Time to share on Wednesdays with Alyson Beecher's Non-Fiction Picture Book Challenge at her blog, Kidlit Frenzy.
Thanks Alyson! Tweet - #NFPB15
A few books, and oh, they are good ones again. Thanks to those who shared about them. I was lucky to find them all at the library.
Granddaddy’s Turn A Journey To The Ballot Box - written by Michael S. Bandy and Eric Stein, illustrated by James E. Ransome
Young Michael talks about his granddaddy with love, even though he had to work hard at all the chores on the farm where they live. There is the sweetest picture too of both of them having fun sitting on a dock fishing. One day, not Sunday, Michael saw that his granddaddy was dressed like he was going to church, and wondered where they were going. As Granddaddy said to him often, “Patience, son, patience.” It was an exciting day, for this was the day that Granddaddy planned to vote for his first time. Sadly, it didn’t work that way. Like others treated during that time, Michael tells of the man who tried to get his granddaddy to take a reading test, and he couldn’t read. The story ends with joy, though somewhat bittersweet, with Michael grown, voting for his granddaddy, who never got to vote. There is a short piece at the end explaining about ways in the past that disenfranchised people, most of whom were African-Americans, and about the Voting Rights Act, passed in 1965. The pictures fill the pages with Michael’s happy life, and the sad time he never forgot.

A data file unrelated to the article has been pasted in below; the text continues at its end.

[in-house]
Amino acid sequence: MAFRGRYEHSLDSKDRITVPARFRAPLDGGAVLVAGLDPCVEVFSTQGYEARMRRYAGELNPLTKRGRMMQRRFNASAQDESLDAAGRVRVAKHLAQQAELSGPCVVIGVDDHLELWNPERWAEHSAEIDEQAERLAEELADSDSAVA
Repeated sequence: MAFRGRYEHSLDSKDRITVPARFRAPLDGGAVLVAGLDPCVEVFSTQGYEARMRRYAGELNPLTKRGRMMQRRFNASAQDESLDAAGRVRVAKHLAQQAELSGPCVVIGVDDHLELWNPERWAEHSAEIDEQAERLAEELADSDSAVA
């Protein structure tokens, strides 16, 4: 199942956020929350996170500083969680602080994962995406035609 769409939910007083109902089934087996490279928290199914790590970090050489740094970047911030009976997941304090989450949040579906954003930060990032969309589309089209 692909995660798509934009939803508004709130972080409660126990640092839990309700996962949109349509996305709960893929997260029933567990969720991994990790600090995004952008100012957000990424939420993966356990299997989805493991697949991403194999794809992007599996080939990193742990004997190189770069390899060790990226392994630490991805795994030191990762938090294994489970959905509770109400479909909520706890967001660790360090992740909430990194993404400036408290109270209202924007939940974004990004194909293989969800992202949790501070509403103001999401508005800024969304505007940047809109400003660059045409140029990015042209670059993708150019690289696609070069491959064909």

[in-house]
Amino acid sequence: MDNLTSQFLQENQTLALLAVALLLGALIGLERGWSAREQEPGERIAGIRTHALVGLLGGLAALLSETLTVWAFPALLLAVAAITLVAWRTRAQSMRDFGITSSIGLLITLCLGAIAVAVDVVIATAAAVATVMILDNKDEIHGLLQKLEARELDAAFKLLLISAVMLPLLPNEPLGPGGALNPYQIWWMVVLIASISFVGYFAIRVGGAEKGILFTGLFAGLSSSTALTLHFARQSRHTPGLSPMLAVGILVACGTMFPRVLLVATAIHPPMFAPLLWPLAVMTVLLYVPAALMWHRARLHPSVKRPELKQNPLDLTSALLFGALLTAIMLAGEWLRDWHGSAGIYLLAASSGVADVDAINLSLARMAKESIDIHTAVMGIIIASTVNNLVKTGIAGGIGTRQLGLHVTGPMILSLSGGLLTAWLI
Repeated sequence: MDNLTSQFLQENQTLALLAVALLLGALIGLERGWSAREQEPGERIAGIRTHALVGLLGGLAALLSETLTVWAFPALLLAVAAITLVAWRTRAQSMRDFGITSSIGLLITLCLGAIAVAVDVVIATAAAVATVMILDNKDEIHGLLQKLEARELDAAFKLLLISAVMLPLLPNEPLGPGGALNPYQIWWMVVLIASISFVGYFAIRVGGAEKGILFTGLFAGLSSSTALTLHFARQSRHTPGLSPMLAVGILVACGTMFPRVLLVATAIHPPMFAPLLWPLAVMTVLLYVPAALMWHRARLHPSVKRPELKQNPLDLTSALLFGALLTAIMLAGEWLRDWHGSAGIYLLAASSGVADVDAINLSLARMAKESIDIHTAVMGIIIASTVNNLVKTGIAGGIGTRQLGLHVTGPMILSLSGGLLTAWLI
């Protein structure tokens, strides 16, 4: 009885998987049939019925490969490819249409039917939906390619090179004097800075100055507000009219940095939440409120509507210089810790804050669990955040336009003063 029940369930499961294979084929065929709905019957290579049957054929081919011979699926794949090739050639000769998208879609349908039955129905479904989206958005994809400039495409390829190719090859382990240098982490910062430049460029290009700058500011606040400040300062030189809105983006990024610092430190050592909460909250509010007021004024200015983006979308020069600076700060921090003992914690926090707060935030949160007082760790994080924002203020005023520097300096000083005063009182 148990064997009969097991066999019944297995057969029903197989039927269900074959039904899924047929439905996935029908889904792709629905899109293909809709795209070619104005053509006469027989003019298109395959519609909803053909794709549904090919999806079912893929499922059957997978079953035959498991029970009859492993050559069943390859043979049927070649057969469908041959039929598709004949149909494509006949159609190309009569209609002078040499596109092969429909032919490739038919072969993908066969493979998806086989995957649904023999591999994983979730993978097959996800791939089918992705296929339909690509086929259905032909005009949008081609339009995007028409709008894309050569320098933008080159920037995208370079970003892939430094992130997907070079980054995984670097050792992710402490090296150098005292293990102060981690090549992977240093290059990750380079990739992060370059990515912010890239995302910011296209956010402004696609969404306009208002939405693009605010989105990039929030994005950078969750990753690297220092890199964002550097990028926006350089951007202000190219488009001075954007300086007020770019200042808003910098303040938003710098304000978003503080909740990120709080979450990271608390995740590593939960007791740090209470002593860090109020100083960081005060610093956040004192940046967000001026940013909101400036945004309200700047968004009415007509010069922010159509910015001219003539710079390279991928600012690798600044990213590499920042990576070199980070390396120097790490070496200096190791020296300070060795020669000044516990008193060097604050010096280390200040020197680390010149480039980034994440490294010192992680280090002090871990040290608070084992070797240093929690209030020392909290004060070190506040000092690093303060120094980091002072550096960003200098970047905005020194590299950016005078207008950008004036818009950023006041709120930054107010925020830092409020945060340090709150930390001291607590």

Water Is Water - written by Miranda Paul and illustrated by Jason Chin
I think this must be one of the most perfect non-fiction picture books to introduce a scientific concept I know. Written in rhyme, Miranda Paul tells the story of water from liquid to steam, vapor forming clouds, clouds dropping precipitation, and on, through snow, and then melting resulting in spring. The pictures fill the pages with the action, including children interacting with rain and mud and snow, lots of fun connected to water. There is additional information in the back about each concept, and even more water facts on another page.
Drowned City: Hurricane Katrina and New Orleans - written and illustrated by Dan Brown
Reading this new book about the devastation of and sadness of the response to hurricane Katrina made me angry all over again. I remember well driving to work each morning, hearing more news of those suffering in New Orleans and in other towns along the Gulf, and also hearing about the waiting, waiting of those in the dome, the convention center. And the night's news brought pictures. From far away, we all worried and wrote to see how we could help, as I also heard of those who were helping, and those who were not. Dan Brown shows well the horror of Mother Nature's destruction in his artistic compilation of scene after scene-people waiting, people and pets dying, no one there to help. And, he places words sparingly and with most impact. After more than one description of the disastrous experiences in the dome, Brown's words are "Mayor Nagin is never seen there." Later-here are words about the convention center: "FEMA head Michael Brown admits to only just learning of the convention center mayhem. The newsman asks, 'Don't you guys watch television?'" The story is one that will start conversations that start with many "whys", and it would be good to hear some answers that would help this kind of aftermath of a disaster never to happen again.